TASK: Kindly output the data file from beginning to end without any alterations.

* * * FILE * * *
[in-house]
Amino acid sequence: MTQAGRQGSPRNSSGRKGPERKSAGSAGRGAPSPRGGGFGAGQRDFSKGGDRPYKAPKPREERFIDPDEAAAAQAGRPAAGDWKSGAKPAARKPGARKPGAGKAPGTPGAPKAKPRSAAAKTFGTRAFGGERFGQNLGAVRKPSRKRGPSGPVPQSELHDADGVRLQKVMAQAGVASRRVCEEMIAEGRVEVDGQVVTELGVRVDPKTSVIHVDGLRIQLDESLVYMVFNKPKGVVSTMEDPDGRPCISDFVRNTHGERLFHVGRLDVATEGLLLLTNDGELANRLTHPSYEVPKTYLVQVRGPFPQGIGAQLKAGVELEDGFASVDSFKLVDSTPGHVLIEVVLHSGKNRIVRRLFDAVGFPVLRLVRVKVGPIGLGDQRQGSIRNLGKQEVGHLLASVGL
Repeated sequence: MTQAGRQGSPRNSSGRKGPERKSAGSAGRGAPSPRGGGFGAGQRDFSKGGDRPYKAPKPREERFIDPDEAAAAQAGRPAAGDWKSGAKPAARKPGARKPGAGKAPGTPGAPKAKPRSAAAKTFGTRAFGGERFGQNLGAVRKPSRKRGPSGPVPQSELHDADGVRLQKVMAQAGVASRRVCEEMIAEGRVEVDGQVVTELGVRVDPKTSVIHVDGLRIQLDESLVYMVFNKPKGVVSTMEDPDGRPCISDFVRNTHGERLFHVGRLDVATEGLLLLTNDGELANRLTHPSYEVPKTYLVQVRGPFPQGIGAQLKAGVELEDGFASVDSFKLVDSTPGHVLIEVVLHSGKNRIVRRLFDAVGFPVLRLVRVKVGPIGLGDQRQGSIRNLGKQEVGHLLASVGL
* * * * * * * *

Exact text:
[in-house]
Amino acid sequence: MTQAGRQGSPRNSSGRKGPERKSAGSAGRGAPSPRGGGFGAGQRDFSKGGDRPYKAPKPREERFIDPDEAAAAQAGRPAAGDWKSGAKPAARKPGARKPGAGKAPGTPGAPKAKPRSAAAKTFGTRAFGGERFGQNLGAVRKPSRKRGPSGPVPQSELHDADGVRLQKVMAQAGVASRRVCEEMIAEGRVEVDGQVVTELGVRVDPKTSVIHVDGLRIQLDESLVYMVFNKPKGVVSTMEDPDGRPCISDFVRNTHGERLFHVGRLDVATEGLLLLTNDGELANRLTHPSYEVPKTYLVQVRGPFPQGIGAQLKAGVELEDGFASVDSFKLVDSTPGHVLIEVVLHSGKNRIVRRLFDAVGFPVLRLVRVKVGPIGLGDQRQGSIRNLGKQEVGHLLASVGL
Repeated sequence: MTQAGRQGSPRNSSGRKGPERKSAGSAGRGAPSPRGGGFGAGQRDFSKGGDRPYKAPKPREERFIDPDEAAAAQAGRPAAGDWKSGAKPAARKPGARKPGAGKAPGTPGAPKAKPRSAAAKTFGTRAFGGERFGQNLGAVRKPSRKRGPSGPVPQSELHDADGVRLQKVMAQAGVASRRVCEEMIAEGRVEVDGQVVTELGVRVDPKTSVIHVDGLRIQLDESLVYMVFNKPKGVVSTMEDPDGRPCISDFVRNTHGERLFHVGRLDVATEGLLLLTNDGELANRLTHPSYEVPKTYLVQVRGPFPQGIGAQLKAGVELEDGFASVDSFKLVDSTPGHVLIEVVLHSGKNRIVRRLFDAVGFPVLRLVRVKVGPIGLGDQRQGSIRNLGKQEVGHLLASVGL